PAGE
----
In this panel, Utku Balaban discusses the relationship between postwar urban growth and Islamic revivalism in Turkey. Rather than in a distant past dating back to the nineteenth century, the roots of the decades-long political success of Turkish Islamism lie in the growth of new working-class neighborhoods in the outskirts of metropolitan areas after the 1980s. Focusing on Istanbul, Balaban argues, Islamic revivalism in Turkey is an outcome of the vertical redevelopment of single-story slums into multistory buildings and the ensuing mushrooming of small industrial facilities in working-class neighborhoods in the 1980s. This alliance redefined Turkish Islamism as a cosmology to regulate the everyday life practices of urban workers and reframed the conflict-ridden relationship between this new middle class and their urban workers as a religious fraternity based on a common urban culture. Turkish Islamism is not old and provincial, but new and urban. After Balaban’s presentation, Pamela Karimi and Ijlal Muzaffar will respond from the perspectives of their own research in Tehran and Karachi. Presented in a meeting format to allow for open dialog and Q & A between the speakers and participants.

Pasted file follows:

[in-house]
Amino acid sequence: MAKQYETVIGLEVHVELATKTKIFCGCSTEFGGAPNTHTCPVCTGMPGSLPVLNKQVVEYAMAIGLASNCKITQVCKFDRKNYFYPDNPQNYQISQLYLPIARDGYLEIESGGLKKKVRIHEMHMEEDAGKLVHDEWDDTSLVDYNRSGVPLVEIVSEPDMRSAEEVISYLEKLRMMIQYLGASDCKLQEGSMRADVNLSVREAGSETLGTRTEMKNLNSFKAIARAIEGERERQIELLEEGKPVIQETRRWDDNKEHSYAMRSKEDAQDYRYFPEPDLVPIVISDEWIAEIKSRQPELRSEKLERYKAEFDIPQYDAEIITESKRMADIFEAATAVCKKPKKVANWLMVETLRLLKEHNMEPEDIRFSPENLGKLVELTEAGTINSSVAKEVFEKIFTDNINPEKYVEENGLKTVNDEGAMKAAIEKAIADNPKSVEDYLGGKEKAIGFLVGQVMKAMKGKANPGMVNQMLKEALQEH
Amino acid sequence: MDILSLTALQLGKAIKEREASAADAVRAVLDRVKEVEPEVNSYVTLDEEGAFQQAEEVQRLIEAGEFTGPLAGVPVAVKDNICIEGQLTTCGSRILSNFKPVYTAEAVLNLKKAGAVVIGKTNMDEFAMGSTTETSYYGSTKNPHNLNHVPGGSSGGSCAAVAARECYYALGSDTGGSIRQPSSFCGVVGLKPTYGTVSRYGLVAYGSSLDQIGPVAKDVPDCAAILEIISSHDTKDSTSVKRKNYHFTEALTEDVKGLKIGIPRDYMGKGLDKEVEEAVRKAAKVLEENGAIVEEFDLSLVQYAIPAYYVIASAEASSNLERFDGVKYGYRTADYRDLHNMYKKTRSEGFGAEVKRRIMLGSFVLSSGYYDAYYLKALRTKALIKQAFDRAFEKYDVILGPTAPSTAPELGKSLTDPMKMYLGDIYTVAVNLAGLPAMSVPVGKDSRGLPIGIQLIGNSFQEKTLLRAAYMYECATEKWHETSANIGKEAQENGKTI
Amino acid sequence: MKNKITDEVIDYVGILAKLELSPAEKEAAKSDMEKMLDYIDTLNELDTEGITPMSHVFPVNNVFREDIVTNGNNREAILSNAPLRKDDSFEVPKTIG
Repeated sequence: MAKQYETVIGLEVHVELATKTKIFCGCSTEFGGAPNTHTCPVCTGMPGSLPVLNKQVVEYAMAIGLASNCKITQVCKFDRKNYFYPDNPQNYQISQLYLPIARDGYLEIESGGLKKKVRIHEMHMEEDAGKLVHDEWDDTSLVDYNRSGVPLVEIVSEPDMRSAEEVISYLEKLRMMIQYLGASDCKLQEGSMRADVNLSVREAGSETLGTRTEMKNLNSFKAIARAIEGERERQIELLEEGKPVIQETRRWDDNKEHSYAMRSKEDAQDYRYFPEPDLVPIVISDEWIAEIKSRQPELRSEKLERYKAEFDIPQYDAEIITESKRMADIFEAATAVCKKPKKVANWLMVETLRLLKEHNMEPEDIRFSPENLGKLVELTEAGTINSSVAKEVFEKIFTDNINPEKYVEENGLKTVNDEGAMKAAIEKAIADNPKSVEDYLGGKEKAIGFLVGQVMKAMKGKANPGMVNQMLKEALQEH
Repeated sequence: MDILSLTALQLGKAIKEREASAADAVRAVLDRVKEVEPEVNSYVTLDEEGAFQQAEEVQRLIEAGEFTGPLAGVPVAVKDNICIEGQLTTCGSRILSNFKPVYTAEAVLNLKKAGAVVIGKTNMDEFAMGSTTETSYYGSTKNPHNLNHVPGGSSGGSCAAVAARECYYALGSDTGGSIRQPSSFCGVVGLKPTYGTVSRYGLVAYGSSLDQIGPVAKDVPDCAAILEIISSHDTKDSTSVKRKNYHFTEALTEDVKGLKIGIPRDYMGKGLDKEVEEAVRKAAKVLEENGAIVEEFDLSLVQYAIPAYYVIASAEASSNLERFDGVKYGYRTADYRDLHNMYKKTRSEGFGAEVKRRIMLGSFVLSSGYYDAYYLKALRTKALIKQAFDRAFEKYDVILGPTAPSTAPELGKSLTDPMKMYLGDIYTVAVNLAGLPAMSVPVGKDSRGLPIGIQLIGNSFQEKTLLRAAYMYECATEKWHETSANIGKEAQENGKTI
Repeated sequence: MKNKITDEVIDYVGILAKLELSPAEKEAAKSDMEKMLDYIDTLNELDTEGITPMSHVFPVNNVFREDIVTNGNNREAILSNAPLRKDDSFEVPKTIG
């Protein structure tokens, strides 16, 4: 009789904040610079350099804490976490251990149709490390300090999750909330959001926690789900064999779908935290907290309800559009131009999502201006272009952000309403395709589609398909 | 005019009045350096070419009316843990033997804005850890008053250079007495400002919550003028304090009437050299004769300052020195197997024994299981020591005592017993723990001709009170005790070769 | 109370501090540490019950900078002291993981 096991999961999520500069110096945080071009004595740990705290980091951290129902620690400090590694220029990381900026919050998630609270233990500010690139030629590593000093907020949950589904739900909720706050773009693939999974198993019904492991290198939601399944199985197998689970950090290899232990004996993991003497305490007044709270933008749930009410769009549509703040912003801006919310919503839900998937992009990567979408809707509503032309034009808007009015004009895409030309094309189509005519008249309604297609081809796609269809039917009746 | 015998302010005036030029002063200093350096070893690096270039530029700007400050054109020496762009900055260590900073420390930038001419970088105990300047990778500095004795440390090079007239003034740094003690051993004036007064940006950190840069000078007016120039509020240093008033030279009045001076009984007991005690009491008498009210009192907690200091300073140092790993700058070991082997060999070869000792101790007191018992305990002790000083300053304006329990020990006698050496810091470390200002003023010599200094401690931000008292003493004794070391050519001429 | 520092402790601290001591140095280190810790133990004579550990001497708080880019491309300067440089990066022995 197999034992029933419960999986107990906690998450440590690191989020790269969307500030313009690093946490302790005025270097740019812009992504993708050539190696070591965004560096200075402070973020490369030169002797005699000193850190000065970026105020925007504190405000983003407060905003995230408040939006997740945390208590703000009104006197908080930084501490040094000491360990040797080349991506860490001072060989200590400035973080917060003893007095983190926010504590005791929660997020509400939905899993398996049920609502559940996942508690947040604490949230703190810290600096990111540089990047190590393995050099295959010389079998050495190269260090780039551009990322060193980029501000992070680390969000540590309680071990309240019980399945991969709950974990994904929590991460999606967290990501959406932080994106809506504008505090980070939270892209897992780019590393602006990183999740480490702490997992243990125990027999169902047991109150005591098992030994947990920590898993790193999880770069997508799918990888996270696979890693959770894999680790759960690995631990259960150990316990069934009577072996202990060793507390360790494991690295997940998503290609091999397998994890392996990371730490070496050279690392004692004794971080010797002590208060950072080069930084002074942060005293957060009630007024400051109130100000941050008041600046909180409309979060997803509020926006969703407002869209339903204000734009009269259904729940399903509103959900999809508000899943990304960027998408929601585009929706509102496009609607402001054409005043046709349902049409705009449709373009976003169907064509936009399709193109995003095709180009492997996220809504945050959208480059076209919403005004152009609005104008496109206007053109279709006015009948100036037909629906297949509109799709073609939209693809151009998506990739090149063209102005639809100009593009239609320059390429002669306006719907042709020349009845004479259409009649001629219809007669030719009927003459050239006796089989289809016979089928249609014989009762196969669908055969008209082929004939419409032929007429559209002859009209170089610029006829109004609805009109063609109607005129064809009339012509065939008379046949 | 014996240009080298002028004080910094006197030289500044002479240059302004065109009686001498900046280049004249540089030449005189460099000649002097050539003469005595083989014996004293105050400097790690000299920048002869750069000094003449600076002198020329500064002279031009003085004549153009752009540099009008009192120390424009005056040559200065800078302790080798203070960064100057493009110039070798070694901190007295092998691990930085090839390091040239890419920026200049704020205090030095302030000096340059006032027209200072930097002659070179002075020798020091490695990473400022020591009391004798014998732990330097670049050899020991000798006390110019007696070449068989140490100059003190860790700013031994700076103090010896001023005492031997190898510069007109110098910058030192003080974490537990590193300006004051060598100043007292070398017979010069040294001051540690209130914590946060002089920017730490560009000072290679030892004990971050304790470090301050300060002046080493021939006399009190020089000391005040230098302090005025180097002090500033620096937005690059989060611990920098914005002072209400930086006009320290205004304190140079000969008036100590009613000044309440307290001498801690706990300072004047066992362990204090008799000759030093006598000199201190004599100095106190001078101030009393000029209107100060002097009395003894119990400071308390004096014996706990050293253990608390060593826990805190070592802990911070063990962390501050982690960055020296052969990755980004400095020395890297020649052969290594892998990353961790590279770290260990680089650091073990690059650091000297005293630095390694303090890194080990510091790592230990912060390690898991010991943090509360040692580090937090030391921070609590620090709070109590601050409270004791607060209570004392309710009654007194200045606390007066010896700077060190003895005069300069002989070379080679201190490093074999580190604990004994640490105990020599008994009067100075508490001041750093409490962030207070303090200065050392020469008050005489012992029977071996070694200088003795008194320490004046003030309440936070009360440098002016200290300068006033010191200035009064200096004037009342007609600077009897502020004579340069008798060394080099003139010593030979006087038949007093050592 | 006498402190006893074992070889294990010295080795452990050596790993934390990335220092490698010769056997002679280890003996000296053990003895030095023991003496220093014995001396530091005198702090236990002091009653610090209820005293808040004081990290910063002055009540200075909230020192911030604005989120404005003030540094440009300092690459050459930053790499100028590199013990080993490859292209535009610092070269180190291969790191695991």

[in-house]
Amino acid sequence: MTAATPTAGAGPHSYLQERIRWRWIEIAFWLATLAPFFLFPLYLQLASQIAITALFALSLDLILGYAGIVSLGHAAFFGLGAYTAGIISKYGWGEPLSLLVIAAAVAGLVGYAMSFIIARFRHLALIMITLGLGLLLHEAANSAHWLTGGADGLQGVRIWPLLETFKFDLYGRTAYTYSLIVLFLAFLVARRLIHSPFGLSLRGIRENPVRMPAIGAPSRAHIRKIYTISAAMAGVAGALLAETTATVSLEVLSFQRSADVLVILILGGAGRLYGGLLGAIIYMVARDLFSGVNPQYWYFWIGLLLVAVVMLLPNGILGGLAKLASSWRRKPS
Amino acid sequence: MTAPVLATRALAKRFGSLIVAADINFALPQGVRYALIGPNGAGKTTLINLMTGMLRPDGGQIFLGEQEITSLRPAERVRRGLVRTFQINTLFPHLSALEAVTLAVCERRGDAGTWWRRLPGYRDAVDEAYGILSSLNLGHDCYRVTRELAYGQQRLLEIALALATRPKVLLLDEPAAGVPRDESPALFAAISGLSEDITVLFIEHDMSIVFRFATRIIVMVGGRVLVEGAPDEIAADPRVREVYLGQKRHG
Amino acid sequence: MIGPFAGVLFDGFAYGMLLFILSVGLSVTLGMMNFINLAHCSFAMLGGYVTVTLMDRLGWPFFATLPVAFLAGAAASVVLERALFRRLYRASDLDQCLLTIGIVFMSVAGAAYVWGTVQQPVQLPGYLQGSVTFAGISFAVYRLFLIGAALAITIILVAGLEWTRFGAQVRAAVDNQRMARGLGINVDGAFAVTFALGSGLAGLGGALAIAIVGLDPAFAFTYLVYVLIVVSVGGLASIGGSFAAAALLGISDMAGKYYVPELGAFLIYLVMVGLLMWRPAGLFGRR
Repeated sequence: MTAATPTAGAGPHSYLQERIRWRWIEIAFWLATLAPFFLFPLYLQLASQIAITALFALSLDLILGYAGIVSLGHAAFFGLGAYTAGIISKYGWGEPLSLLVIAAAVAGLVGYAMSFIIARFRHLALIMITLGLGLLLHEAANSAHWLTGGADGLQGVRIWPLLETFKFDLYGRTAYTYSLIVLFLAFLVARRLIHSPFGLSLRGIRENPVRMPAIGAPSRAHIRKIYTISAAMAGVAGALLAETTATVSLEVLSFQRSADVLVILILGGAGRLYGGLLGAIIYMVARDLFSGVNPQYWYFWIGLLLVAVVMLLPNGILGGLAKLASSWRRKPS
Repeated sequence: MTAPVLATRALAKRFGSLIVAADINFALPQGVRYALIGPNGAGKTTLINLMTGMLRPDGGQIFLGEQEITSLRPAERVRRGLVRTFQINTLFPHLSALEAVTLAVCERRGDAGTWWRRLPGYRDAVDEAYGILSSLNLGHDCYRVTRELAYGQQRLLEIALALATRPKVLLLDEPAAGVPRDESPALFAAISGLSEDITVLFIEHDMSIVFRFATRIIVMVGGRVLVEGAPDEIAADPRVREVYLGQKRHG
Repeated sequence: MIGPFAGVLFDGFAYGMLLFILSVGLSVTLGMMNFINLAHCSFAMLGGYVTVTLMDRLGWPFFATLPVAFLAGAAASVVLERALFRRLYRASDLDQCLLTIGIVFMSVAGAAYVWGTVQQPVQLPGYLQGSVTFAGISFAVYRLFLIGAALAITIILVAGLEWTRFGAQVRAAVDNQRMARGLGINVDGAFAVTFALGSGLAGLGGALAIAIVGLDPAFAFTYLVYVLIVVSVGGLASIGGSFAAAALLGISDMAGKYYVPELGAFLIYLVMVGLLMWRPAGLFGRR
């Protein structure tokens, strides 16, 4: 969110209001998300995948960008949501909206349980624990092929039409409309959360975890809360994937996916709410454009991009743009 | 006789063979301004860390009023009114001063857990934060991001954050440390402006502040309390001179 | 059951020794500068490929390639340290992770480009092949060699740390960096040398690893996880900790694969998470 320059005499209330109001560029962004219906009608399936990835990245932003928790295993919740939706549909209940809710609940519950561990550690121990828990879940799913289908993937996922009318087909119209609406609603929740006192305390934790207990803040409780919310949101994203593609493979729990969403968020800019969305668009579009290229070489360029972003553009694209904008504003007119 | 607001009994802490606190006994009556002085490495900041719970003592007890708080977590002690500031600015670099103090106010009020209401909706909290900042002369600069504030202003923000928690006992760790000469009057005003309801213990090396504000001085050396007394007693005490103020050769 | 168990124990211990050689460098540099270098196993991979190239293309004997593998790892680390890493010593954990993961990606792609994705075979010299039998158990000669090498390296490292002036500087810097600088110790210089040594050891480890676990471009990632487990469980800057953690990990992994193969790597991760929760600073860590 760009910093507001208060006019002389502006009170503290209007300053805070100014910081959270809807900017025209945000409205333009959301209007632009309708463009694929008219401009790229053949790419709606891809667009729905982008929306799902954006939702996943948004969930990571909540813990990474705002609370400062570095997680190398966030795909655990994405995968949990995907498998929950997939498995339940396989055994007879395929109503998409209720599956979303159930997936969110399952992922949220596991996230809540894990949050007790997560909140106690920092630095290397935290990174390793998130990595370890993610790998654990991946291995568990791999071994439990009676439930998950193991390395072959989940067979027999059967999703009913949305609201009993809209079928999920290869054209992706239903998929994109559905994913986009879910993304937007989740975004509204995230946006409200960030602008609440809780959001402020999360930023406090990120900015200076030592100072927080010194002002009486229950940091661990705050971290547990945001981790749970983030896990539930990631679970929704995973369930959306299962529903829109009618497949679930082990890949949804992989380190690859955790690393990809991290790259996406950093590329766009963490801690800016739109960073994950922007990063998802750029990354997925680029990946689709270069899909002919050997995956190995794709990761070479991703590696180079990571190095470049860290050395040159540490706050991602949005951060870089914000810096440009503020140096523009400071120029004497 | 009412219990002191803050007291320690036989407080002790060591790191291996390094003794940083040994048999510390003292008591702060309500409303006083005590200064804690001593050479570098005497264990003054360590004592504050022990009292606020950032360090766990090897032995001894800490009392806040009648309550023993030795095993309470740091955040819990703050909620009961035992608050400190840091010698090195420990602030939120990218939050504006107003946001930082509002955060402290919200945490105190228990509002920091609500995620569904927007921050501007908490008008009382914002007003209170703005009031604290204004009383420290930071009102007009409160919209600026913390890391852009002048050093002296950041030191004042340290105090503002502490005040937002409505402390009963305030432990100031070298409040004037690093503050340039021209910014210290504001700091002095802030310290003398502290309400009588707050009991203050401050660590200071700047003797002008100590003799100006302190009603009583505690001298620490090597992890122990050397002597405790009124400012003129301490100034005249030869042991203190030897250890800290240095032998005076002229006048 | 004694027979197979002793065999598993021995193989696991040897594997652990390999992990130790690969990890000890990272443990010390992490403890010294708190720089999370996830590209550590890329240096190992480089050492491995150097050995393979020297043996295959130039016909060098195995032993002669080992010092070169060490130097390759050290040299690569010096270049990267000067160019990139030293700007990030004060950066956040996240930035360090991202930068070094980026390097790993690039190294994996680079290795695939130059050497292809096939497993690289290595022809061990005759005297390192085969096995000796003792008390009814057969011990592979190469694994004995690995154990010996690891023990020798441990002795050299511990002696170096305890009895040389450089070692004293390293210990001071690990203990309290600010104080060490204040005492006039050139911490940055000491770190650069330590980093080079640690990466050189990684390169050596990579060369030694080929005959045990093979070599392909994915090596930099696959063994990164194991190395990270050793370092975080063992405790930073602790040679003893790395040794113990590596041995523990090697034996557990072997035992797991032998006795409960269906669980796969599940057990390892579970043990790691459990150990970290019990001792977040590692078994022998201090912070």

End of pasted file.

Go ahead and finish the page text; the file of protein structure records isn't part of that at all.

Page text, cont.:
Utku Balaban | Amherst College
Pamela Kimini | UMass Dartmouth
Ijlal Muzaffar | Rhode Island School of Design
Moderated by Esra Akcan | Cornell University
This panel is organized as part of the Institute for European Studies’ Migration Series for its AY 2020-21 theme Repair and Reparations and sponsored by the MESA Global Academy. You may find information about past events and video recordings at https://einaudi.cornell.edu/programs/institute-european-studies/events/ies-migrations-series.